For dogs we recommend chewing lots of raw marrow bones. You have to introduce them slowly to minimize risk of GI upset, but once your dog is acclimated, they should probably be chewing 1-2 new raw bones per week. Yes, you will spend money on bones, but sedated dentistries in our area (Montana – relatively cheap) start in the several hundreds. Make sure that you supervise your dog while chewing, and remove the bones when they begin to break into shards. Stay tuned for a forthcoming master class in bones.

You can also do facial dental massage from the outside on both your cat and dog. Just rub your pet’s cheeks firmly against their teeth, especially their molars. Most pets seem to enjoy this, it can help you pair bond with your pet, and it gets them acclimated to having their face handled intensively. Make sure you start when they are already relaxed, and you’ll have a willing recipient.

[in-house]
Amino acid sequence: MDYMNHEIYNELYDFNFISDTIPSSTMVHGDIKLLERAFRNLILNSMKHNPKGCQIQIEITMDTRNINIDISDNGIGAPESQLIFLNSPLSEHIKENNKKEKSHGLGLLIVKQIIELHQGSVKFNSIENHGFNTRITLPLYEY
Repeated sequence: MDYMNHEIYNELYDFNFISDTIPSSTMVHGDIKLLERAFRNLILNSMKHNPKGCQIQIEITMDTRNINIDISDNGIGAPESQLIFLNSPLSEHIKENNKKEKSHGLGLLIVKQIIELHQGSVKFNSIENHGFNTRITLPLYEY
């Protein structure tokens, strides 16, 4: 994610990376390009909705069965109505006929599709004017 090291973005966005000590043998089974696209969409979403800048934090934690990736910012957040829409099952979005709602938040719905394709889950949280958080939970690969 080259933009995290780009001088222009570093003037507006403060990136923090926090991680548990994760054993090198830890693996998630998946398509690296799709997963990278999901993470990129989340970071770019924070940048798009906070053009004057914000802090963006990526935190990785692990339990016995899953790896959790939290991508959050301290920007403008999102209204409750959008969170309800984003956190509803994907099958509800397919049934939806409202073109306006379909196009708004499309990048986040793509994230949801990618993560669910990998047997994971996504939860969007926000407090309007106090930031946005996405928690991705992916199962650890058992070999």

If you do end up going for professional dental care, look for a veterinarian who is willing to at least attempt to clean the teeth without sedation. You can make cleaning without sedation a more likely option by examining your pet’s mouth often and in many locations, e.g. the car, out on a walk. Just doing it at home won’t work. Also, make sure that when you take your pet in, you give your vet a fighting chance. That means a 1-2 hour walk before the appointment for most dogs, and at home acclimation to the carrier for a cat as well as a calming massage.

If your pet can have it’s teeth cleaned without sedation, have it done every time you visit the vet. If you are comfortable, you can also get a scaler and do it at home when your animal is fully relaxed. I recommend a massage beforehand.